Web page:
Best Kid Holiday Gifts Under $30

I get holiday shopping out of the way early so I can use my December free time for fun family stuff like baking or reading holiday stories by the fireplace. The more I can get online, the better. Below are my top picks for kids ages 5-10, all under $30. Click the images to go directly to the products.

Snow Anytime Snowballs

The weather doesn’t always cooperate. Now your kids can pelt each other with snowballs whether it snows or not! Bonus: no rogue snow chunks sliding down the backs of shirts. ThinkGeek. $19.99.

Tekno Black Light Bubbles

Pinterest be darned! I can never get the DIY glow-in-the-dark bubbles to work. These are a guarantee. ThinkGeek. $7.99 (black lights separate, $10+ on Amazon)

Cotton Candy Maker

Seriously. Is there anything cooler than this? It’s especially great at Christmas, because you can toss a candy cane in for peppermint cotton candy. Great for kids who can’t have corn syrup or food dyes. Amazon. $27.96.

Mentos Geyser Tube

25 foot soda geysers don’t make enough appearances in life. Especially in the snow. Steve Spangler Science. $4.95.

Scavenger Hunt

Perfect indoor game for a wintry day. Fun enough for the whole family to jump in. Amazon. $10.99.

Gotcha Gadgets

Turn pranksters into electrical engineers with this funny kit. MindWare. $24.95.

Carpet Skates

An awesome set of “ice” skates for those who live in warm climates, and also for those who dislike the elements as much as I do. Steve Spangler Science. $19.99.

Bouncing Bubble Kit

I love bubbles. I will never outgrow bubbles. Especially if they continue to increase in their coolness. These bounce. Need I say more? Steve Spangler Science. $29.99.

Easy Dollar Bill Origami

Any kid with this gem is sure to be a superstar in the school lunch line. Low priced enough for you to slip a couple of singles in. Barnes & Noble. $4.95.

uKloo Treasure Hunt Game

Treasure hunt games are always fun. This one’s geared toward beginning & reluctant readers. Mindware. $18.95.

Alvin Ho: Allergic to Girls, School, and other Scary Things

I have a soft spot for anxious kids in both real life and fiction. Little Alvin doesn’t get enough hoopla for the quality of his stories, in my opinion. Barnes and Noble. $6.99.

Real Walkie Talkies

These are not babyish walkie talkies that don’t work. These are the real deal, for elementary school kids who want to hide under their beds & talk to neighbor friends late at night, or who want to make games like Cops & Robbers a lot more interesting. Amazon. $21.99.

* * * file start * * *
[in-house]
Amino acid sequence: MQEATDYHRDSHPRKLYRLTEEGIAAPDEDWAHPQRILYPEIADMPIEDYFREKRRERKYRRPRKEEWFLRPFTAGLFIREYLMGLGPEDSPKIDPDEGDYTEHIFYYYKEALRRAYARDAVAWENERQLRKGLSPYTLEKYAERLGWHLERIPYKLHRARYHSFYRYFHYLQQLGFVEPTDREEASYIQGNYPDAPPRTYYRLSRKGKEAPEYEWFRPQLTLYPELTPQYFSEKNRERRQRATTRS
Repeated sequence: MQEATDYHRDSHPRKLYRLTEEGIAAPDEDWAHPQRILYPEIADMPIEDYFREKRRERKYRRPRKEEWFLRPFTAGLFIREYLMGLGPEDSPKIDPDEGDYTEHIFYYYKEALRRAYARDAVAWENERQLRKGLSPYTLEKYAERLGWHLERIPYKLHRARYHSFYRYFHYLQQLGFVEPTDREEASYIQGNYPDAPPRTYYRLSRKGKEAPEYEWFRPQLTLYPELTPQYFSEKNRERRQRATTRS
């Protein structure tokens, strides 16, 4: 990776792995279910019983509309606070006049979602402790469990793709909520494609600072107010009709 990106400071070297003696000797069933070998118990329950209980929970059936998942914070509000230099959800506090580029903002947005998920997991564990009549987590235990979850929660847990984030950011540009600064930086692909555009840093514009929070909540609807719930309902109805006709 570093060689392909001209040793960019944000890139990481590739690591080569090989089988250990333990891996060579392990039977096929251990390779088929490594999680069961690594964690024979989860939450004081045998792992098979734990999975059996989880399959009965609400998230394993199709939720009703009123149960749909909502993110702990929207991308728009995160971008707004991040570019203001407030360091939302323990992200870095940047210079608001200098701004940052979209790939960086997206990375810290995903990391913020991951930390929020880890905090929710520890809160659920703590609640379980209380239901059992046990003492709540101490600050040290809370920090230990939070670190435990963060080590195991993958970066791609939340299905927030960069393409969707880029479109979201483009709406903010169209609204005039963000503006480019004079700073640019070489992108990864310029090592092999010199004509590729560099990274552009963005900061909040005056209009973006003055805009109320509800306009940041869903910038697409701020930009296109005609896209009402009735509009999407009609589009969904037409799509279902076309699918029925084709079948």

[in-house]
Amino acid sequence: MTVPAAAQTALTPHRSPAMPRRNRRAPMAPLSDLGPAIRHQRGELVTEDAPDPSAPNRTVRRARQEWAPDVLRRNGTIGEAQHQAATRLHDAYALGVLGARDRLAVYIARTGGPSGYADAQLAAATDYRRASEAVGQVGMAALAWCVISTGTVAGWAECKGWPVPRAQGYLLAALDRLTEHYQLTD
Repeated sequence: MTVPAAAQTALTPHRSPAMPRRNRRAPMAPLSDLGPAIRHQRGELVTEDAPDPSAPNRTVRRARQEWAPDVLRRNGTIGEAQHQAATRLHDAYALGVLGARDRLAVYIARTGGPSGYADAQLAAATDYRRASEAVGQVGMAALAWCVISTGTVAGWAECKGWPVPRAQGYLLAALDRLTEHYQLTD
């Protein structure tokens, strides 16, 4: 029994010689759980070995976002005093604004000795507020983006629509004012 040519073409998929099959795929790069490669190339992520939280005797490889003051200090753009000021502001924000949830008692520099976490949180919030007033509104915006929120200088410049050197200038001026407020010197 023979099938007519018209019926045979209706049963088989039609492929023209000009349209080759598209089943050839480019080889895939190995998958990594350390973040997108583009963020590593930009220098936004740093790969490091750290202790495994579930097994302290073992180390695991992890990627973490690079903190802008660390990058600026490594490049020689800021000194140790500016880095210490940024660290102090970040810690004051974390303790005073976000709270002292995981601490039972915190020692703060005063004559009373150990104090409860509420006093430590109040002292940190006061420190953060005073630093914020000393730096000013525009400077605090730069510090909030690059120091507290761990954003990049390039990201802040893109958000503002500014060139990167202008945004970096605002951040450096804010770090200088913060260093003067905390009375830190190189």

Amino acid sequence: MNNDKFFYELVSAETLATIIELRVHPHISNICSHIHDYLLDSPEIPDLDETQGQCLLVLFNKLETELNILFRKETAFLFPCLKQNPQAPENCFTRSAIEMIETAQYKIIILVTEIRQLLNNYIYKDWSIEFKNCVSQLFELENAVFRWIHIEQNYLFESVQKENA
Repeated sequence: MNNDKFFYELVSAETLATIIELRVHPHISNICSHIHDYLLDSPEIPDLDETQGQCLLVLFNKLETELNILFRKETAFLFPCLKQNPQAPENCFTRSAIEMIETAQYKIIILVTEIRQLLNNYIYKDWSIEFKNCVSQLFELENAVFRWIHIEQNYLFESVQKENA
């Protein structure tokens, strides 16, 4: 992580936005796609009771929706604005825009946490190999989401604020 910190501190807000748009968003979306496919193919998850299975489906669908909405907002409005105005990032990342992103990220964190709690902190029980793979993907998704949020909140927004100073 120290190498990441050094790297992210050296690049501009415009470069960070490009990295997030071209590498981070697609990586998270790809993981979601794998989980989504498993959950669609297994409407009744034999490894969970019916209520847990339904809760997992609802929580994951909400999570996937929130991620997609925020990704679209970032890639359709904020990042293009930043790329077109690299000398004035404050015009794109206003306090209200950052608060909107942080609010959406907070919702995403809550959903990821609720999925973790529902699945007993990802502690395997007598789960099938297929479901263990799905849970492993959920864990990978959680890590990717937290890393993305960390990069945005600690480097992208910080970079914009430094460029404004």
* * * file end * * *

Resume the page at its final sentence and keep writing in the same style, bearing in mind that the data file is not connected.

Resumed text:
Planet Frog

Like the ubiquitous classroom butterfly kits, these things are an awesome lesson in transformation. Fat Brain Toys. $29.99.





Coconut Caramel Dip (Gluten-free, Dairy-free, Corn Syrup-free)


Happy October! This twist on the classic caramel dip is a great alternative for kids who can’t have dairy or corn syrup. You can taste the coconut in this dip, so I only recommended for kids who like that flavor. Some yummy variations include adding about 1/4 cup of dairy-free chocolate chips or a 1/2 teaspoon of cinnamon.


  • 1 cup sugar
  • 1 cup coconut milk solids (This is the heavy layer at the top of a coconut milk can. Thai Kitchen usually has a full cup’s worth. Supplement with the liquid if you don’t have enough)
  • 1 tsp vanilla or vanilla bean paste


Cook sugar over medium-high heat in a heavy saucepan. When the sugar starts to melt (about 5 minutes), turn the heat down to low. The trick is to allow the sugar to turn a caramel color, without letting it get dark. Stir with a wooden spoon as needed if sugar is darkening quickly. When sugar is melted and is a caramel color, add the coconut milk. It may splatter, so back up if necessary. The sugar will solidify into a large solid candy. Keep over medium-low heat, stirring frequently until all the candy has melted (about 15 minutes).

Remove from heat and stir in vanilla. Refrigerate until the caramel has thickened (about 1 hour). Enjoy!